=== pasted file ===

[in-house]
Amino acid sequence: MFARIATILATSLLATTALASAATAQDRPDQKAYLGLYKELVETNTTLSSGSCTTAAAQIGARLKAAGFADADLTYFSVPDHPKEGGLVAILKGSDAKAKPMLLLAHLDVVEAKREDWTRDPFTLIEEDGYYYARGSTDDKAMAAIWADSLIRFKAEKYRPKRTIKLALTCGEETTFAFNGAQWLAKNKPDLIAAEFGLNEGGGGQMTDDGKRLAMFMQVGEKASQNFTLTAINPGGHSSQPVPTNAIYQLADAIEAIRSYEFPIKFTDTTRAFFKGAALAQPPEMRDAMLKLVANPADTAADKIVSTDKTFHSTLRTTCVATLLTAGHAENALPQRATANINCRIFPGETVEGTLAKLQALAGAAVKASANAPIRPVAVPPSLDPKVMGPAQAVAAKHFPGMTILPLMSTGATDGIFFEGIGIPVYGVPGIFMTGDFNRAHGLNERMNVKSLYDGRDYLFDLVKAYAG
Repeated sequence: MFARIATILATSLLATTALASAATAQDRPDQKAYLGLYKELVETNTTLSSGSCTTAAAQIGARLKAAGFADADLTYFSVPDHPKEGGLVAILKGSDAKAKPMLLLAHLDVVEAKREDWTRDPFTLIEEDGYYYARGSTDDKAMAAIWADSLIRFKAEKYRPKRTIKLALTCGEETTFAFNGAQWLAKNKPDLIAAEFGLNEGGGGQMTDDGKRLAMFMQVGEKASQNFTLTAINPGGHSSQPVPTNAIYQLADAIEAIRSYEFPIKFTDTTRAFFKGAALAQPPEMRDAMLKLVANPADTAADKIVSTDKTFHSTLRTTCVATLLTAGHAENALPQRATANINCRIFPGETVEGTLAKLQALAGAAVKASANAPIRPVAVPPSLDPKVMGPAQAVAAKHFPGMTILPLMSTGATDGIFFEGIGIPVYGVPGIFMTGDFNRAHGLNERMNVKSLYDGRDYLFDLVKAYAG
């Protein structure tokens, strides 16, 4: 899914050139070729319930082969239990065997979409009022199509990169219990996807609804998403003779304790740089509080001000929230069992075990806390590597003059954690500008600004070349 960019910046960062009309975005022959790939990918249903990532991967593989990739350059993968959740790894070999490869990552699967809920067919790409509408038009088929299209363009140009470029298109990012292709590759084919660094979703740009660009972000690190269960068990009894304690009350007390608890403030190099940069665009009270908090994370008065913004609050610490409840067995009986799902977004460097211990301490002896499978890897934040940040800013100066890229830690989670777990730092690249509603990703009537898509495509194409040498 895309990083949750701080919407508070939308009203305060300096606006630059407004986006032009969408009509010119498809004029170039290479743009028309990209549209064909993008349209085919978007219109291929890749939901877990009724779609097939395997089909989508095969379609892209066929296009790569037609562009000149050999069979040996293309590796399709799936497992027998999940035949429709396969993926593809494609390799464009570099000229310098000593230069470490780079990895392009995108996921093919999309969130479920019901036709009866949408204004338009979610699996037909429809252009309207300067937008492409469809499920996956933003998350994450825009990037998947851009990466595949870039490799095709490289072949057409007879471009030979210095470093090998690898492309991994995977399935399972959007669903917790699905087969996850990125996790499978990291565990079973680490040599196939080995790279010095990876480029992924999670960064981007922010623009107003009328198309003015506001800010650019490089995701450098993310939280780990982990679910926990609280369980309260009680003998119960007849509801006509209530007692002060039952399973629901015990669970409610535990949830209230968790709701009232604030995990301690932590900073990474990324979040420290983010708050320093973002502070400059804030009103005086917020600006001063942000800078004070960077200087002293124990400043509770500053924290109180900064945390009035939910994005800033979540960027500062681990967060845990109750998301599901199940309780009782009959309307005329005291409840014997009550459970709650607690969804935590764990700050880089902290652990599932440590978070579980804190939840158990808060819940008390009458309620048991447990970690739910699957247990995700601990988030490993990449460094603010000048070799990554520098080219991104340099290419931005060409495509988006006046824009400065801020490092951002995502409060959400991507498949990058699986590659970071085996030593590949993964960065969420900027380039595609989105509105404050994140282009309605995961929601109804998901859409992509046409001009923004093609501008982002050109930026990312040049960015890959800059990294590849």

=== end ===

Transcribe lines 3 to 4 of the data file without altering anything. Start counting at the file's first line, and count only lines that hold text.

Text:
Repeated sequence: MFARIATILATSLLATTALASAATAQDRPDQKAYLGLYKELVETNTTLSSGSCTTAAAQIGARLKAAGFADADLTYFSVPDHPKEGGLVAILKGSDAKAKPMLLLAHLDVVEAKREDWTRDPFTLIEEDGYYYARGSTDDKAMAAIWADSLIRFKAEKYRPKRTIKLALTCGEETTFAFNGAQWLAKNKPDLIAAEFGLNEGGGGQMTDDGKRLAMFMQVGEKASQNFTLTAINPGGHSSQPVPTNAIYQLADAIEAIRSYEFPIKFTDTTRAFFKGAALAQPPEMRDAMLKLVANPADTAADKIVSTDKTFHSTLRTTCVATLLTAGHAENALPQRATANINCRIFPGETVEGTLAKLQALAGAAVKASANAPIRPVAVPPSLDPKVMGPAQAVAAKHFPGMTILPLMSTGATDGIFFEGIGIPVYGVPGIFMTGDFNRAHGLNERMNVKSLYDGRDYLFDLVKAYAG
């Protein structure tokens, strides 16, 4: 899914050139070729319930082969239990065997979409009022199509990169219990996807609804998403003779304790740089509080001000929230069992075990806390590597003059954690500008600004070349 960019910046960062009309975005022959790939990918249903990532991967593989990739350059993968959740790894070999490869990552699967809920067919790409509408038009088929299209363009140009470029298109990012292709590759084919660094979703740009660009972000690190269960068990009894304690009350007390608890403030190099940069665009009270908090994370008065913004609050610490409840067995009986799902977004460097211990301490002896499978890897934040940040800013100066890229830690989670777990730092690249509603990703009537898509495509194409040498 895309990083949750701080919407508070939308009203305060300096606006630059407004986006032009969408009509010119498809004029170039290479743009028309990209549209064909993008349209085919978007219109291929890749939901877990009724779609097939395997089909989508095969379609892209066929296009790569037609562009000149050999069979040996293309590796399709799936497992027998999940035949429709396969993926593809494609390799464009570099000229310098000593230069470490780079990895392009995108996921093919999309969130479920019901036709009866949408204004338009979610699996037909429809252009309207300067937008492409469809499920996956933003998350994450825009990037998947851009990466595949870039490799095709490289072949057409007879471009030979210095470093090998690898492309991994995977399935399972959007669903917790699905087969996850990125996790499978990291565990079973680490040599196939080995790279010095990876480029992924999670960064981007922010623009107003009328198309003015506001800010650019490089995701450098993310939280780990982990679910926990609280369980309260009680003998119960007849509801006509209530007692002060039952399973629901015990669970409610535990949830209230968790709701009232604030995990301690932590900073990474990324979040420290983010708050320093973002502070400059804030009103005086917020600006001063942000800078004070960077200087002293124990400043509770500053924290109180900064945390009035939910994005800033979540960027500062681990967060845990109750998301599901199940309780009782009959309307005329005291409840014997009550459970709650607690969804935590764990700050880089902290652990599932440590978070579980804190939840158990808060819940008390009458309620048991447990970690739910699957247990995700601990988030490993990449460094603010000048070799990554520098080219991104340099290419931005060409495509988006006046824009400065801020490092951002995502409060959400991507498949990058699986590659970071085996030593590949993964960065969420900027380039595609989105509105404050994140282009309605995961929601109804998901859409992509046409001009923004093609501008982002050109930026990312040049960015890959800059990294590849």